We have firmly entered the end of the first half of 2021 with another busy month that has passed: from inflation scares, a crypto-crash, conflict in the Middle East and rising COVID-19 infections driving uncertainty abroad to local headaches caused by weaker employment statistics, increased lockdown measures, conflict in the ruling political party and the resurgence of load shedding. Despite this, continued improvement in most countries’ economic data indicators pushed markets higher, allowing for a relatively generous month of performance. Although most markets added relatively strong returns, emerging markets outperformed with cyclical value counters being the winners, while the large tech companies suffered losses.

Amongst the currencies, the rand was a star performer in May. Various factors on the global front have been supporting the appreciation trend, such as the drive towards emerging markets, continued accommodative policies, stronger commodity prices on the back of global demand and the dollar’s weakness driven by capital flows. A few local factors have also been supporting the rand, such as the strong current account surplus, the relatively ‘positive chaos’ happening in government and the fact that the currency has been moving from a very high base. Focussing on probably the most important market drivers over the past few months, namely inflation and monetary policy, we recently saw inflation figures surprising on the upside for many developed economies. In the United States (US), April’s inflation of 4.2% was an unwelcome surprise, the highest year-on-year increase since the 2008/2009 global financial crisis, leading to a market pullback and rising yields. Investors have been concerned that the extent of the jump past the upper bound of the inflation target would force the Federal Reserve’s hand to adjust monetary policy, despite continued comments from officials that these inflation figures are only transitory. Luckily, the weaker-than-expected jobs reports that followed eased some concerns.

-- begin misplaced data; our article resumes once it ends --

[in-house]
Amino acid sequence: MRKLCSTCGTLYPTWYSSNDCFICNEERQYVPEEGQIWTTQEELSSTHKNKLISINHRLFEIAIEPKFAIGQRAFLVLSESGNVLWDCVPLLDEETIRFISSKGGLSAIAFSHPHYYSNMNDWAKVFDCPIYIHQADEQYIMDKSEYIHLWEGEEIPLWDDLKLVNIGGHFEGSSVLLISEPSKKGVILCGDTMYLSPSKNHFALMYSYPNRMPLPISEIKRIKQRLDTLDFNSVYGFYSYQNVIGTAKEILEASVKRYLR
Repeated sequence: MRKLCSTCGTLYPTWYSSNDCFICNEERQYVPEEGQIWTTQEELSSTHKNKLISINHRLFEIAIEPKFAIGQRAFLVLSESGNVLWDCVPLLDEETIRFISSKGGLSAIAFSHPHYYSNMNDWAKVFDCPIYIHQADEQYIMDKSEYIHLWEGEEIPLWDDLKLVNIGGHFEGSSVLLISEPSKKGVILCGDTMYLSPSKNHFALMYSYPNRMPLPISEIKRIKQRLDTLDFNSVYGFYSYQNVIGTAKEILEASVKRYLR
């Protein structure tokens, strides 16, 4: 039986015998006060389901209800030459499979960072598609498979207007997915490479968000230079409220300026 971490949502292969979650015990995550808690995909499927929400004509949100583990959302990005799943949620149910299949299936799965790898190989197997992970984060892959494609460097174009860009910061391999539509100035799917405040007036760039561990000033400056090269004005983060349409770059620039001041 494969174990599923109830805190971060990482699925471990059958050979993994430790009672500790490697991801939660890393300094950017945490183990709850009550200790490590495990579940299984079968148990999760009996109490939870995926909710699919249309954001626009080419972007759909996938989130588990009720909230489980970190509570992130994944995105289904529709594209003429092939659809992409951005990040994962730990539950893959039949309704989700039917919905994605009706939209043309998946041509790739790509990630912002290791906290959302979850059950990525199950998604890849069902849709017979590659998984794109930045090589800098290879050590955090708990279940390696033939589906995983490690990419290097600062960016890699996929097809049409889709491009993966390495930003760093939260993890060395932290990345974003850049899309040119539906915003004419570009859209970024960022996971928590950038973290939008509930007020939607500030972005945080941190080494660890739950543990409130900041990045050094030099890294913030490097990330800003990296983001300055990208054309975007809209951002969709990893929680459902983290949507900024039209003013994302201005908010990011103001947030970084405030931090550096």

The following are a few additional key economic highlights from the global markets:

  • Higher manufacturing Purchasing Managers’ Index (PMI) figures were posted across the US (62.1), Europe (63.1) and China (52), indicating continued expansion in manufacturing activity.
  • Inflation in the Eurozone accelerated to 2% yearon-year in May, while the United Kingdom (UK) experienced a doubling in their inflation rate to 1.5% in April. China’s inflation jumped to 0.9% in April (from 0.4% in the previous month).

In terms of local economic data, the following were a few key releases during May:

  • Despite inflation moving higher to 4.4% year-onyear, the highest level post-COVID, the South African Reserve Bank (SARB) kept rates unchanged at 3.5% and revised their 2021 gross domestic product (GDP) forecast higher to 4.2%.
  • The manufacturing PMI moved up to 57.8 for May (from 56.2 in April).
  • April’s trade balance came in at a R51 billion surplus, only slightly lower than the previous month’s recordhigh of R52.5 billion.
  • Retail sales moved back into negative territory in March, showing a 2.5% contraction year-on-year.